The inverter circuit 15 is also to invert the output from the 4-step counter 4. That is, the output from the counter 4 changes in the order "00"-"01"-"10"-"11" but when a signal "1" is provided on a line 101, outputs "11", "10", "01" and "00" are sequentially derived at an octave assignment output terminal.
The variation switching circuit 17 is a gate circuit which is composed of an inverter, AND gates 17b and 17c and an OR circuit and placed under the control of a change-over switch 17a. Where the change-over switch 17a is in the OFF state, the AND gate 17c is opened to provide the output Q from the binary counter 16 on the line 101 of the inverter circuit 15.
Let it be assumed that the key switches D, F.sup.♯ and A are depressed, with the change-over switch 17a held in the ON state.
Such arrangements are made to reset the outputs Q and Q of the binary counter 16 when an arpeggio switch or AC switch (not shown) is turned ON. Accordingly, signals "0" are provided on the lines 100 and 101 and the output from the counter 4 is provided as the octave assignment signal.
In this manner, the notes D, F.sup.♯ and A of first, second, . . . octaves are repetitiously produced one after another in response to the rhythm pulse.
Upon application of the rhythm pulse after A of the fourth octave has thus been stored, the count value of the 4-step counter 4 returns to "00" from "11". This inverts the binary counter 16 via the inverter 18 and, at the same time, alters the flip-flop 13 to its set state. With the inversion of the binary counter 16, "1" is provided at its output Q and the output from the counter 2 is caused by the inverter circuit 11 to perform the aforesaid backward counting. As a result of this, the line decoder 3 provides the output "1" at its terminals from 12 to 1 one after another and scanning effected so far in the order D-F.sup.♯ A is switched to the order A-F.sup.♯ -D.
Next, a description will be made of a double sounding preventive circuit which is comprised of the inverter 12, the flip-flop 13 and the AND gate 14 to prevent double sounding of one of the tones of arpeggio performance at the time of reversal of the order of tones to be produced.
When the binary counter 16 is inverted, the output "1" is provided from the OR circuit 6 via the key switch A corresponding to the terminal 10 of the line decoder 3 but since the flip-flop 13 is in the set state to retain the AND gate 14 in the closed state, the flip-flop 8 is not set. Accordingly, a supply of the high-speed clock to the 12-step counter 2 continues.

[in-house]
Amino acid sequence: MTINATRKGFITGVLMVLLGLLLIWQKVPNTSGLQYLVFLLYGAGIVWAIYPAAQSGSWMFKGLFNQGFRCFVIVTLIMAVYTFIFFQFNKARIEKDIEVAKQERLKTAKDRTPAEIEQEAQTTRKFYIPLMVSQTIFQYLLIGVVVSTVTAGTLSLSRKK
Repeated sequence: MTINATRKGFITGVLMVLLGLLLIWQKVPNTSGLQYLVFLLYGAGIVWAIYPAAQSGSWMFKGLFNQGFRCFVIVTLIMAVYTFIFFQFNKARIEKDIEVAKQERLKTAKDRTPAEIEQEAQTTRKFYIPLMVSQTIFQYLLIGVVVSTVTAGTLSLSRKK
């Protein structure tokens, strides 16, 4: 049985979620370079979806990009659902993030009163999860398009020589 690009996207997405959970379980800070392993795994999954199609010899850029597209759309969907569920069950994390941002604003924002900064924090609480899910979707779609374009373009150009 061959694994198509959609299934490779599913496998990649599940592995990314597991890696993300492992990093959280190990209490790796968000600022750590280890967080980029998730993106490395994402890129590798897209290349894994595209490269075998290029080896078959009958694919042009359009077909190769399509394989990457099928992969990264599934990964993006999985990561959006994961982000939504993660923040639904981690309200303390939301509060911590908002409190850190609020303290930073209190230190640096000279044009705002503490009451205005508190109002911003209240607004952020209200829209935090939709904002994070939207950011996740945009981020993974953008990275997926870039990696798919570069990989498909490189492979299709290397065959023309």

When the output at the terminal 10 of the line decoder 3 shifts to the next terminal 9 , the flip-flop 13 is reset via the inverter 12 to open the AND gate 14 to start storing with the value of the next F.sup.♯, that is, "0101". In this manner, the arpeggio performance of the notes D, F.sup.♯ and A in the order from the first to the fourth octave is switched from the notes F.sup.♯ and D of the fourth octave to those A, F.sup.♯ and D of the third octave without producing the last one A of the notes D, F.sup.♯ and A of the fourth octave twice. Thereafter, the notes A, F.sup.♯ and D of the first octave are followed by the notes F.sup.♯ and A of the first octave, those D, F.sup.♯ and A of the second octave, . . . in the same manner as described above. Such arpeggio performance is repetitiously achieved to obtain the pattern shown in FIG. 3B.
Next, a description will be given of the case where the variation change-over switch 17a is in the OFF state. Since the outputs Q and Q from the binary counter 16 are respectively "0" and "1" at first, "1" is provided on the line 101. Accordingly, the output from the 4-step counter 4 is inverted to provide "11", which is outputted as an octave assignment signal. The output from the 12-step counter 2 is applied as it is to the line decoder 3.
Thus, the notes D, F.sup.♯ and A of the fourth to first octaves are followed by the notes F.sup.♯ and D of the first octave and the notes A, F.sup.♯ and D of the second octave under the control of the double striking preventive circuit, obtaining the arpeggio pattern depicted in FIG. 3C.
The note, octave and attack assignment signals thus obtained are applied to a tone signal converter of FIG. 4B to obtain tones.
In FIG. 4A, the note assignment signal in FIG. 1 or 2 is applied to a multiplexer (I) 32 to select sound sources C to B and the selected sound source is connected via a frequency divider 33 to a multiplexer (II) 34, in which a desired tone signal is obtained with the octave assignment signal. The tone signal is applied via a filter 35 to an envelope adder 36 for the attack assignment of an envelope, thereafter being applied via an amplifier 37 to a sound system 38.